Where did you shoot “The Hatred” at? Where were some of the locations?

Michael- The house is in Fillmore, California. I drove around with the DP, we would take pictures of different places. We found a number of different houses. The great thing about that was the house and the other little locations. Everything was right there, the café was right there, the house had the basement, and it had every room that we would be in. We were very lucky and blessed that we had what we had.

Why did you decide to get into film making?

Michael- When I was a kid, a very young child my mother was a director in our community in Brooklyn, New York when I was growing up. During that time, I went from there and moved to Upstate, New York and when I got into Upstate, New York I was playing Rock and Roll. I was in a band and I was playing sports and I got into a drama program so I was involved in all those little clicks you know that were in there. I knew that I wanted to get into the film industry. So, I was living in this small town and I decided that I wanted to direct a play. I directed, “One Flew Over the Cuckoo’s Nest” and I played McMurphy in it. What I did was without knowing to produce I got the football players to play all of the characters that were the crazies. I started spreading the word and the next thing you know because everybody in that town goes to see football, we had sold-out shows for two weekends. And its unheard of, usually you play Friday night and Saturday night it kind of dies down and you’re done but we had Friday, Saturday, and Sunday. We sold out every show. So I ended up going to The American Academy of Dramatic Arts and pursued everything from there. I moved to California and then I was a bartender. I met a guy who was a writer and his name is Kevin Elders. He wrote the movie, “Iron Eagle.” We were like brothers, he said I’m going to get you out of this and I got my first opportunity to work in the film industry on that picture so there you have it.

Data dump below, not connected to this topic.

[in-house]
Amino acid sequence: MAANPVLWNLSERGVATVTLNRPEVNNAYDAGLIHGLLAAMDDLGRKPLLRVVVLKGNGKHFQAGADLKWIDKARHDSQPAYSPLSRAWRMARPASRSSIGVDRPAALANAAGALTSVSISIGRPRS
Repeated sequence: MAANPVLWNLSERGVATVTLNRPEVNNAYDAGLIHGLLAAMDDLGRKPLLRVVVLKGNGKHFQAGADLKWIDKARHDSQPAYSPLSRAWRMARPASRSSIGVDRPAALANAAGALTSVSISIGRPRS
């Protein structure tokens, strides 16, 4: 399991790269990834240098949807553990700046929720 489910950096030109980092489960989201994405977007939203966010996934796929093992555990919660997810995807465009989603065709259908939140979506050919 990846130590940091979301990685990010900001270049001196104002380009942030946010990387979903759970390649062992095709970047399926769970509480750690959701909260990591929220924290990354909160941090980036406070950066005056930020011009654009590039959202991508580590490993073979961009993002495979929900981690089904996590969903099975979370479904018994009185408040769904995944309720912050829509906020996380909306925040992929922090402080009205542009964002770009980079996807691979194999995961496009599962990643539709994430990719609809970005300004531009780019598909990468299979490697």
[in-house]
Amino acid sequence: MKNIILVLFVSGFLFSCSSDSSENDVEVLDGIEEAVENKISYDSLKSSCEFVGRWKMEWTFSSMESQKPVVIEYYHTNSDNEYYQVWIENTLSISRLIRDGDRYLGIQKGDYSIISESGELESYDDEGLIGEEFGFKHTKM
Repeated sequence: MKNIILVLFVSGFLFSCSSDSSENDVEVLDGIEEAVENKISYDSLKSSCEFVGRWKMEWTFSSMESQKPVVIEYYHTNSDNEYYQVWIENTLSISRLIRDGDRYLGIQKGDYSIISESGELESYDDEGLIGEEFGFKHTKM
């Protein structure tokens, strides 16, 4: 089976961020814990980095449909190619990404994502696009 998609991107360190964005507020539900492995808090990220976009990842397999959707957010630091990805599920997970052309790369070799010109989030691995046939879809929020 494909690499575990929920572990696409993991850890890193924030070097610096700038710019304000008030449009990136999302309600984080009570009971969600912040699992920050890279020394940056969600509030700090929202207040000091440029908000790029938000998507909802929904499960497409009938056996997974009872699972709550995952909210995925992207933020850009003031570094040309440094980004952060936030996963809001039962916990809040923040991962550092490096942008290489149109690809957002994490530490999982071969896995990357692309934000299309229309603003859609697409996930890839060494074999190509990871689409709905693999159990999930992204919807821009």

That is such an amazing, inspiring story.

Michael- Yes

Michael, what do you want to say to the audiences that will be watching “The Hatred”?

Michael- I think the goal for us from the cast and the crew is just to have the audience enjoy the movie. You know just to have a fun time. We are not trying to reinvent the wheel, we are not trying to do something that is outlandish or crazy. I just want them to go and see it and when the lights go down, get ready and enjoy the story. Enjoy the fright. Hopefully we will be able to hit them in those moments.

Did Malek Akkad offer any advice while working with him? Or did you offer him any advice while working together?